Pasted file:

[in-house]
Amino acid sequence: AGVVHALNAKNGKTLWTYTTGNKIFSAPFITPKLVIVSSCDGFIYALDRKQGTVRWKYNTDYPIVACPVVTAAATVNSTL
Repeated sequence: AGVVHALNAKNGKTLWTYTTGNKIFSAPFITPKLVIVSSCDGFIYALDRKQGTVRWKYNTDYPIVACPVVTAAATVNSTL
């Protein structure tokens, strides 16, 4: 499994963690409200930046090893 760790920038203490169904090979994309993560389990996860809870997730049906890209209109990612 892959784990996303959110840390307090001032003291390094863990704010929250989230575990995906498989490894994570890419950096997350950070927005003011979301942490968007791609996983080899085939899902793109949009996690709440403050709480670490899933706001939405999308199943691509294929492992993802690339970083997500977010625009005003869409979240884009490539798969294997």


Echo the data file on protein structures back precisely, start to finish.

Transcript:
[in-house]
Amino acid sequence: AGVVHALNAKNGKTLWTYTTGNKIFSAPFITPKLVIVSSCDGFIYALDRKQGTVRWKYNTDYPIVACPVVTAAATVNSTL
Repeated sequence: AGVVHALNAKNGKTLWTYTTGNKIFSAPFITPKLVIVSSCDGFIYALDRKQGTVRWKYNTDYPIVACPVVTAAATVNSTL
């Protein structure tokens, strides 16, 4: 499994963690409200930046090893 760790920038203490169904090979994309993560389990996860809870997730049906890209209109990612 892959784990996303959110840390307090001032003291390094863990704010929250989230575990995906498989490894994570890419950096997350950070927005003011979301942490968007791609996983080899085939899902793109949009996690709440403050709480670490899933706001939405999308199943691509294929492992993802690339970083997500977010625009005003869409979240884009490539798969294997």